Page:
Despite this focus on the machines of war, it would be wrong to call Battlefield 1942’s personnel battles shallow.  In a move that that has been replicated by most competitive shooters since the original Team Fortress popularized the concept, a range of weapon kits segment the player base to keep the combat varied and fun.  Medics patch up teammates and attack nearby opponents with submachine guns, engineers repair vehicles and engage enemies at range with their rifles, and the other classes fill some role around them.  There is a pure simplicity to it all, since unlike newer first-person shooters, there is not an experience system tacked on to gate off the gunplay.  Players who want to change their primary weapon need only select a new class before respawning, or pick up the pack from one of the many bodies littering the landscape.  On that note, it is important to point out just how quickly death can come in the ruins of Berlin or on the sands of Tobruk.  All of that open terrain, which is essential for massive mechanized engagements, ends up bringing the snipers out to play.  This is not Counter-Strike, though, where ranged weapons are used exclusively to guard corridors and alleys.  Here they are a major component of ground combat, and as such, require a satisfying combination of skill and luck to find success.  Few games ask players to lead moving targets while compensating for factors like breathing and gravity; it is refreshing to have long-distance battles where the quicker trigger finger does not always win.

While these various elements all tie together to make an amazing multiplayer environment, the sheer number of gameplay choices in Battlefield 1942 is enough to challenge even today’s artificial intelligence programmers.  This is the reason its sequels forego bot battles for easily guidable story modes.  In retrospect, this may seem like a smarter decision than building Axis and Allied single player campaigns from the exact same maps that are used in the versus mode.  After all, seeing some of your computer-controlled compatriots shooting their weapons mindlessly at the clouds, or vapidly sitting in the driver seat of a stationary jeep is a little frustrating.  For each of these impossibly stupid NPCs, there are also the superstar soldiers that can seemingly snipe an enemy at any distance, or successfully dive bomb any moving tank.  In a perfect world, there would be a consistent AI skill level somewhere between these poles, and a system that pushes these virtual armies to move as a unified force towards dynamic tactical objectives.  Thirteen years on, no game developer has managed this feat yet, so it is hard to knock DICE for at least trying.  Step beyond this acknowledgement, though, and there is the practical reality that scripted shooters are a dime a dozen today, and frankly a bit boring, so maybe more challenging opponents are not necessarily worth the tradeoff to a player’s freedom.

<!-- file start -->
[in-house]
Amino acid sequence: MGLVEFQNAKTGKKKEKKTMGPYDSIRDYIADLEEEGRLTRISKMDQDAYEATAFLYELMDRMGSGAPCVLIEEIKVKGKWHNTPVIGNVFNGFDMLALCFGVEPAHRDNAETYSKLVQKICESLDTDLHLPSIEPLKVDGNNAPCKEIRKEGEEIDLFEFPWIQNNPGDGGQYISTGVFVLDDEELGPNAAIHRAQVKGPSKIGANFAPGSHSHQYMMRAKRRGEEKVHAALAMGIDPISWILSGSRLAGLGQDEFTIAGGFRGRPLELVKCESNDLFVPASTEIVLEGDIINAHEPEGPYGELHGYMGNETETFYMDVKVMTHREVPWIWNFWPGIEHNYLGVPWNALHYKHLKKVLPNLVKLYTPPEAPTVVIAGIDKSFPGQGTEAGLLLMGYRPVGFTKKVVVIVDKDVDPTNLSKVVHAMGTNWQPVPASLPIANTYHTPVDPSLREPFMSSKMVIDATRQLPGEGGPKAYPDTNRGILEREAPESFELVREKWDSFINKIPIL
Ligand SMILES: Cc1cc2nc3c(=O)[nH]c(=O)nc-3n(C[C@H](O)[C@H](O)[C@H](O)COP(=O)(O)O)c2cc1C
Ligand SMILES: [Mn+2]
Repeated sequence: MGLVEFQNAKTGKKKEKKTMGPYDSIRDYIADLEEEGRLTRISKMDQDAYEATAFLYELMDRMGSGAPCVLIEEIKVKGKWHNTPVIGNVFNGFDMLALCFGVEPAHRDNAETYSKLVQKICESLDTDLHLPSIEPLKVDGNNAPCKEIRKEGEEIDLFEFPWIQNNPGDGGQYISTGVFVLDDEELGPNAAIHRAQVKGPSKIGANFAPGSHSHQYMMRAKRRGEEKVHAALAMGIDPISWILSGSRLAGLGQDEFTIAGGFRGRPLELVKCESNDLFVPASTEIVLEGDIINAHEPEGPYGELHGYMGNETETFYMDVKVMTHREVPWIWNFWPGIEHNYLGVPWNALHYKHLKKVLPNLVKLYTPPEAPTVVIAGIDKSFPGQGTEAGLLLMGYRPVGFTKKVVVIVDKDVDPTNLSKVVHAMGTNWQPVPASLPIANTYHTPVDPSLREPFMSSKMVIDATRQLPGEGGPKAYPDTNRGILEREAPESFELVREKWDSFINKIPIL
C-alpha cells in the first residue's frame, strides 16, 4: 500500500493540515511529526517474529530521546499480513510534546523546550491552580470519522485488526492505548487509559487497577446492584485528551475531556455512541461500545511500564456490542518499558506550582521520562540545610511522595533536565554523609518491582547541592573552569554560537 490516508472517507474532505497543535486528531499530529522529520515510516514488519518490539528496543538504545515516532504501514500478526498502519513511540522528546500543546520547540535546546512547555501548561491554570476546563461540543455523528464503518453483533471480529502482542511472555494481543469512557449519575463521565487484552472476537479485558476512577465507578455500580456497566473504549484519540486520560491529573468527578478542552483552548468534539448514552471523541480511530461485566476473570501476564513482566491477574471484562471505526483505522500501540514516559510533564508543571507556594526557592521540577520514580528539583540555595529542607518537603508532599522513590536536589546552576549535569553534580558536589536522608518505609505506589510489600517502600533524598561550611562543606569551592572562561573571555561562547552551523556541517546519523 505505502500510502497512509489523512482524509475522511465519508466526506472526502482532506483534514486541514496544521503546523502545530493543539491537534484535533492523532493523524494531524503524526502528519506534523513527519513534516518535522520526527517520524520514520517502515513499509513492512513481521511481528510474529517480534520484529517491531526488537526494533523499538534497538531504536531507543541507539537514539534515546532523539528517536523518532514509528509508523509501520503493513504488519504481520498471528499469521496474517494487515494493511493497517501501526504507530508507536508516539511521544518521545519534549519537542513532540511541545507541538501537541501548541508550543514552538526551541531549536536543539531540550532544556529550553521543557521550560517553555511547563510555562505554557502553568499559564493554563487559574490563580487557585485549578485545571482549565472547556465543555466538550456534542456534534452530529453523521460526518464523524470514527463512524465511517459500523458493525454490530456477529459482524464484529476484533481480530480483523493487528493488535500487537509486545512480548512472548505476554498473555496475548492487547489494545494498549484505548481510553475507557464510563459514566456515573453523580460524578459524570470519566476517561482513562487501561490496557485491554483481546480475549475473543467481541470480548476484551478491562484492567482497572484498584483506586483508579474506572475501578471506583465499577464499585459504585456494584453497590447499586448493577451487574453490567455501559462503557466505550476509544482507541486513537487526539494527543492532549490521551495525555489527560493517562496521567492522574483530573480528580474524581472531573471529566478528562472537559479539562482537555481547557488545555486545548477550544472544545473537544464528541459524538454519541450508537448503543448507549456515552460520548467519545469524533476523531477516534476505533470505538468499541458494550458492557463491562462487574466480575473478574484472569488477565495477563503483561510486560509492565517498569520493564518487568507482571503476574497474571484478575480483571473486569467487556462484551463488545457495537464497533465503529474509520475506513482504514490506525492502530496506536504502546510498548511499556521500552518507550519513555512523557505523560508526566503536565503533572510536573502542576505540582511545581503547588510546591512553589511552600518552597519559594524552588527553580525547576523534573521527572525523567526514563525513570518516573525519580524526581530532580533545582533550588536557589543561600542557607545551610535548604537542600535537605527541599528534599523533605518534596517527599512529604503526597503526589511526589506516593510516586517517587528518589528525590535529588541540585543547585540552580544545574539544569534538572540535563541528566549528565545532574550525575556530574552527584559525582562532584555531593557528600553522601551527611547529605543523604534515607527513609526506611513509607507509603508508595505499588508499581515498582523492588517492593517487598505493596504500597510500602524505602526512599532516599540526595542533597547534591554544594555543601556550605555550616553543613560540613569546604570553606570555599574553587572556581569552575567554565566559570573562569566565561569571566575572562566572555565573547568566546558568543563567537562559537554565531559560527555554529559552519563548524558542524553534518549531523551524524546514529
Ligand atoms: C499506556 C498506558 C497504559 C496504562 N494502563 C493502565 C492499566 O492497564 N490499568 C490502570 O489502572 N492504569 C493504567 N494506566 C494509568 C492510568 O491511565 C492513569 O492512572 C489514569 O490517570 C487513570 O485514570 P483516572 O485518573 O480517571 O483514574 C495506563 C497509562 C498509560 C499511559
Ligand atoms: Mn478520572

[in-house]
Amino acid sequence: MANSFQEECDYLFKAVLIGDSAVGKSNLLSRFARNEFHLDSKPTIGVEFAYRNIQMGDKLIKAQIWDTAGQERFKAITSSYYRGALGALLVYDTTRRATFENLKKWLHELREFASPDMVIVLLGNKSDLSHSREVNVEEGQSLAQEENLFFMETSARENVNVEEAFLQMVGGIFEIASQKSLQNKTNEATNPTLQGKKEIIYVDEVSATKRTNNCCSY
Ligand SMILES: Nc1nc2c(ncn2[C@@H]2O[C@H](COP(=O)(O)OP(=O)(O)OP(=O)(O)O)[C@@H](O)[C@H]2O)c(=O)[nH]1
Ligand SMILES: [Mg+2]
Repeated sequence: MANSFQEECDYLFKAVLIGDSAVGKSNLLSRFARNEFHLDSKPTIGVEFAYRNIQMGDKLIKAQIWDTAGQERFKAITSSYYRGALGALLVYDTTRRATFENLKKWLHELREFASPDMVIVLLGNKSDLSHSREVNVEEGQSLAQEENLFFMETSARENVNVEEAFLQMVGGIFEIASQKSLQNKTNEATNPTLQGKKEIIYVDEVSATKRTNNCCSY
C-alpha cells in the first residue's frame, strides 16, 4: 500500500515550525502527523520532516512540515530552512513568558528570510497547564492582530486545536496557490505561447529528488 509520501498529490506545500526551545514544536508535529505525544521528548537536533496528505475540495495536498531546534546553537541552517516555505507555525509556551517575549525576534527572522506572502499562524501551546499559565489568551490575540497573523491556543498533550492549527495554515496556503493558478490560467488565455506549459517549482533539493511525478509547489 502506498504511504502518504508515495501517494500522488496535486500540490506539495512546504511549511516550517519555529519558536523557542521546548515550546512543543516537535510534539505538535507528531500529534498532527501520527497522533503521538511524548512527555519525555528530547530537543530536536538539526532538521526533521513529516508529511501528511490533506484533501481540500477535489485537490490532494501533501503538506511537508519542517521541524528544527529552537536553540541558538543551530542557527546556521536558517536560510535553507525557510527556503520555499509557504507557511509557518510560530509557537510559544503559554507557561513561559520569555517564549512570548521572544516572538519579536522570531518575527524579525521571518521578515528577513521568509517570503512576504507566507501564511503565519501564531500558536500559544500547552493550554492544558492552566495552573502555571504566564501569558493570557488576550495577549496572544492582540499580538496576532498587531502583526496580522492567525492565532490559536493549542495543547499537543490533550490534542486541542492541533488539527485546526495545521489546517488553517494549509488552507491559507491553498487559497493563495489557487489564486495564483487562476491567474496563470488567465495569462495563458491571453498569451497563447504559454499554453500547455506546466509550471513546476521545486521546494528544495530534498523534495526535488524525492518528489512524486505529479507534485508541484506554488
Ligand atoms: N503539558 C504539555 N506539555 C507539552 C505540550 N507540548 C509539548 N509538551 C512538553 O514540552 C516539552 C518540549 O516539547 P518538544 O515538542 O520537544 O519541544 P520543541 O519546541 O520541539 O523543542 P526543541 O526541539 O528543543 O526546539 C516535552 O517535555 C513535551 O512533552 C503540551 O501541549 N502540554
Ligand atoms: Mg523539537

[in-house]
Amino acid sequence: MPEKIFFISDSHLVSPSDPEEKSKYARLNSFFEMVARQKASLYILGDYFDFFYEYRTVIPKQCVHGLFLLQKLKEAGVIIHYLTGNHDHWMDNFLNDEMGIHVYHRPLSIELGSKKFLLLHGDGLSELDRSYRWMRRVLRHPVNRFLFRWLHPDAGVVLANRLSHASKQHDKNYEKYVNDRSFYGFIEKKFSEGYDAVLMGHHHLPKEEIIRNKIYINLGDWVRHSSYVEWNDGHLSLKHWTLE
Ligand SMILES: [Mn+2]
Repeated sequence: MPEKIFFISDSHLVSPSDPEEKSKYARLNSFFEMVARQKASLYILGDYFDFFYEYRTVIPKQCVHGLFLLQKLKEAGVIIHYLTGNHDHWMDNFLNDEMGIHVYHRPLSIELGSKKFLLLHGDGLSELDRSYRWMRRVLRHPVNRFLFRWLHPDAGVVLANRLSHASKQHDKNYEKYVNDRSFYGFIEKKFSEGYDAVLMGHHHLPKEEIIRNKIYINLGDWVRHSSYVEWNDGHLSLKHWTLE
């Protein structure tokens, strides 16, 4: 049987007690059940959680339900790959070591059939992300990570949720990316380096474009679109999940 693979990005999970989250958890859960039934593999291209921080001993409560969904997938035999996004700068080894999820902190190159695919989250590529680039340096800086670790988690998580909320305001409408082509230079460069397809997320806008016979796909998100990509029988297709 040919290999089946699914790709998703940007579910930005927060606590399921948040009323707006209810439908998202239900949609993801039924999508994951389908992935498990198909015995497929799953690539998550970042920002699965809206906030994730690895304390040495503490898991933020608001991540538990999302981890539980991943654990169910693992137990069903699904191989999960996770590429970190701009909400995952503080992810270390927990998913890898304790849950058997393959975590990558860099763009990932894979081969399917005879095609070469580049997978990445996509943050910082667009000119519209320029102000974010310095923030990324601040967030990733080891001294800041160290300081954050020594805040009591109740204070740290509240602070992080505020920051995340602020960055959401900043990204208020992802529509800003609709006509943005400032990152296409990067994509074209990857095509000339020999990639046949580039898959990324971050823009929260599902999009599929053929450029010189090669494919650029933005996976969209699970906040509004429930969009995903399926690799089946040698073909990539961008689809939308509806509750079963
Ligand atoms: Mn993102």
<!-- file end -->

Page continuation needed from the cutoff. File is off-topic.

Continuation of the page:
It would be a lie to say that this retrospective does not engender the smallest twinge of guilt.  Scanning through prior posts, I have been quick to cry foul when modern gamers call a title timeless, based solely on the fact that they happened to play it as a kid.  Most people love the classics because they conjure up all those fun memories of younger days, and not necessarily because they have solid enough mechanics to keep them relevant today.  If I were to recommend this game, would I be traversing this same slippery slope?  Were there perhaps a few too many frantic dogfights and desperate sniper duels in my own past to remain objective?  As I pondered these questions, I decided to install Red Orchestra 2 and Battlefield 3 to provide a little perspective.  Where the former adheres closely to the classic 1942 formula, it tends to take itself too seriously on the simulation end of the gaming spectrum.  While nobody can levy that charge at the latter, the more recent series releases are more about adrenaline-pumping action than creative and fun gameplay.  Battlefield 1942, however, occupies a midpoint between the two; where the tense back-and-forth between evenly matched teams is broken up by the comical sight of a soldier swimming through the air after being hit with a tank shell.  This is warfare lite, and it is something I did not realize I missed until I reinstalled the game.  Using a service like GameRanger to duke it out with fellow humans is still the preferred way to play, but gamers can do a lot worse than giving the single player a try.

Verdict:  Recommended